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I have two tables. Forms has ~77000 rows. Logs has ~2.7 million rows.

The following query returns "30198" in less than a second:

SELECT COUNT(DISTINCT logs.DOCID) FROM logs, forms WHERE logs.DOCID = forms.DOCID;

And this query has been running for ~15 minutes so far, and still hasn't finished:

SELECT COUNT(DISTINCT logs.DOCID) FROM logs, forms WHERE logs.DOCID <> forms.DOCID;

Why is the "not equal" query so much slower?

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What about WHERE NOT logs.DOCID = forms.DOCID? –  user142019 Sep 14 '11 at 15:53
1  
Are you trying to find logs.DOCID values for which no corresponding value exists in forms? If so try SELECT COUNT(*) FROM (SELECT DOCID FROM logs EXCEPT SELECT DOCID FROM forms ) T –  Martin Smith Sep 14 '11 at 15:58
    
@Martin - your query returned in 8 seconds. Thanks! –  Tom Redman Sep 14 '11 at 16:17

3 Answers 3

up vote 23 down vote accepted

Because = reduces the join operation to one single matching row from each table (presuming those docids are unique).

Think of it this way- you've got a dance with 5 boys and 5 girls:

Adam      Alice
Bob       Betty
Charly    Cathy
Dick      Deb
Evan      Elly

You pair them up by first letter. So

Adam->Alice
Bob->Betty
etc...

One single pairing

But if you pair them up by "First letters do NOT match", you end up with:

Adam->Betty
Adam->Cathy
Adam->Deb
Adam->Elly
Bob->Alice
etc...

you've MASSIVELY increased the number of pairings. This is why your <> query is taking so long. You're essentially trying to fetch m x n rows, rather than just min(m,n). With this data, you end up with 25 rows, rather than 5. For your specified table sizes, you're working with 77,000 * 2,700,000 = 207.9 billion rows, minus 77,000 where the two ids match up, for a total of 207,899,923,000 rows in the joined data set.


given your query requirements, try a left join and look for null right-side records:

SELECT DISTINCT logs.DOCID
FROM logs
LEFT JOIN forms ON logs.DOCID = forms.DOCID
WHERE forms.DOCID IS NULL
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2  
+1 I'm guessing the OP probably needs NOT IN or NOT EXISTS or EXCEPT –  Martin Smith Sep 14 '11 at 15:57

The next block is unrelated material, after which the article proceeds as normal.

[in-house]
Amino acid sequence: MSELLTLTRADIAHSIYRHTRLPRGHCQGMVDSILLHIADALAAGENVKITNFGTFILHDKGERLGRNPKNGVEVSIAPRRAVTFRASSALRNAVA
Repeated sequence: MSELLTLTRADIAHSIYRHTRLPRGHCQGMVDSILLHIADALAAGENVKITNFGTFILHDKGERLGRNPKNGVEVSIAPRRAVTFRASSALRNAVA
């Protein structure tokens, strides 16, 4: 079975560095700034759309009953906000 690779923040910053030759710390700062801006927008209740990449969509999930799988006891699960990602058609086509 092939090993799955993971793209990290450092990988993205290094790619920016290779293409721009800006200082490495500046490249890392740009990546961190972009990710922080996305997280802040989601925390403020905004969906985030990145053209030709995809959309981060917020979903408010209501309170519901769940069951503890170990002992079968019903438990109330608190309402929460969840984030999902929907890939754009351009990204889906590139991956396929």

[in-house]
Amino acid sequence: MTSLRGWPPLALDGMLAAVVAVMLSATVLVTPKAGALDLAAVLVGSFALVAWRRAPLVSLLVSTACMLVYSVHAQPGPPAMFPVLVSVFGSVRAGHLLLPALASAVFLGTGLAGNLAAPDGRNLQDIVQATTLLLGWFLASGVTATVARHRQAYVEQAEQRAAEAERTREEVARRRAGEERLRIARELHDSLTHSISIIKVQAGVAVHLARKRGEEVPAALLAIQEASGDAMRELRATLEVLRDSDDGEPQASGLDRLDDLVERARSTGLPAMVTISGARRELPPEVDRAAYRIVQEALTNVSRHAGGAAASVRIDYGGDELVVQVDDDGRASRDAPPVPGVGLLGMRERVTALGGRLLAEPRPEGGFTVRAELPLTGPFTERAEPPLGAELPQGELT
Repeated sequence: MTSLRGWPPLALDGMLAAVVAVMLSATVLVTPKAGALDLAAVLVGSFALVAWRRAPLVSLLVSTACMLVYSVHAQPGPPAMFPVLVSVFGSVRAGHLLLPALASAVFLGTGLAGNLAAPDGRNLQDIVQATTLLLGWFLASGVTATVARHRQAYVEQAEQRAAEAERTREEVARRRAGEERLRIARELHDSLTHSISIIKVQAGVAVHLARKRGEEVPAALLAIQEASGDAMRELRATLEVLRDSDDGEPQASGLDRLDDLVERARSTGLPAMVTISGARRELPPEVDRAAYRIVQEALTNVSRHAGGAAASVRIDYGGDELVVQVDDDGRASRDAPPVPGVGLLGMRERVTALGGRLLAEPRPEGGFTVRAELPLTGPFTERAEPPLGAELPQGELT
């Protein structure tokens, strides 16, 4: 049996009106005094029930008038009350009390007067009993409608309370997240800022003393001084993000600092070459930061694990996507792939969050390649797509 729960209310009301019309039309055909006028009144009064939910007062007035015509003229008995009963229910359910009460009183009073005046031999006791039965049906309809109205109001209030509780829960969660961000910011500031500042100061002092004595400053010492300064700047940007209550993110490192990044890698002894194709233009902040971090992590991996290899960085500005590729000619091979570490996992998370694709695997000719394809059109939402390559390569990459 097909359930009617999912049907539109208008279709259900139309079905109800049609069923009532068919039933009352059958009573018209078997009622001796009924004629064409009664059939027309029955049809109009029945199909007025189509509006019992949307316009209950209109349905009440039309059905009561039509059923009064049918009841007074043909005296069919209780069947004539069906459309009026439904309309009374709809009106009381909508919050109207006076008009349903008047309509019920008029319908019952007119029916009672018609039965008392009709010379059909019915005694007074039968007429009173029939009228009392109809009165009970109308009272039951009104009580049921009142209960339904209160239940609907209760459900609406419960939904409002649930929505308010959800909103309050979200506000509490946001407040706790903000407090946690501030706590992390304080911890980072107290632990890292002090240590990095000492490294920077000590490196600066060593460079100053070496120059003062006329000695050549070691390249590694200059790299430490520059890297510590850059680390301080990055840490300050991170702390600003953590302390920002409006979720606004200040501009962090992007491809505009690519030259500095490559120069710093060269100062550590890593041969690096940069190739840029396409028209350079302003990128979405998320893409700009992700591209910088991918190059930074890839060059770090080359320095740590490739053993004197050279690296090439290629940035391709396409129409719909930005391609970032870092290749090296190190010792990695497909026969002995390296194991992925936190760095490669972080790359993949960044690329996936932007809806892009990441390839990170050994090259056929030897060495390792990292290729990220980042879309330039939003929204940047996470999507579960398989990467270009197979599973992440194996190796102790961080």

1  
@Tredman - use EXISTS or IN for this check –  JNK Sep 14 '11 at 15:59
1  
SELECT COUNT(*) FROM (SELECT DOCID FROM logs EXCEPT SELECT DOCID FROM forms ) T –  Martin Smith Sep 14 '11 at 16:00
1  
Thanks all. This helps me understand SQL a bit better. SELECT COUNT(DISTINCT logs.DOCID) FROM logs, formId WHERE logs.DOCID NOT IN (SELECT forms.DOCID FROM forms); returned in 11 seconds. @Martin Smith - SELECT COUNT(*) FROM (SELECT DOCID FROM logs EXCEPT SELECT DOCID FROM forms) T; returned in 8 seconds. –  Tom Redman Sep 14 '11 at 16:09
1  
@TRedman a suggestion, even though you will likely go with Martin's EXCEPT suggestion - don't use NOT IN unless you are absolutely 100% certain the column on the inside cannot be NULL. NOT EXISTS is usually preferable over NOT IN. –  Aaron Bertrand Sep 14 '11 at 16:13

Two reasons:

  • queries for equivalence can generally use indexes (if available), while query for nonequivalence cannot

  • <> returns so much more data.

Your query with <> is bogus. What should it return?

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Thanks for the response. It should return ~3800. I'm looking for any formIDs in the logs table that don't correspond to formIDs in the forms table. Somebody else has answered above - I should be using EXISTS or IN. –  Tom Redman Sep 14 '11 at 16:02
1  
Yes. Another possibility would be RIGHT OUTER JOIN with IS NULL. –  jpalecek Sep 14 '11 at 16:19

This is totally dependant on the distribution of values in the table. If the column you are searching, for example had the same value (= forms.DOCID) for 99.99 % of the rows and only one row with a different value, you would see exactly the opposite behavior.

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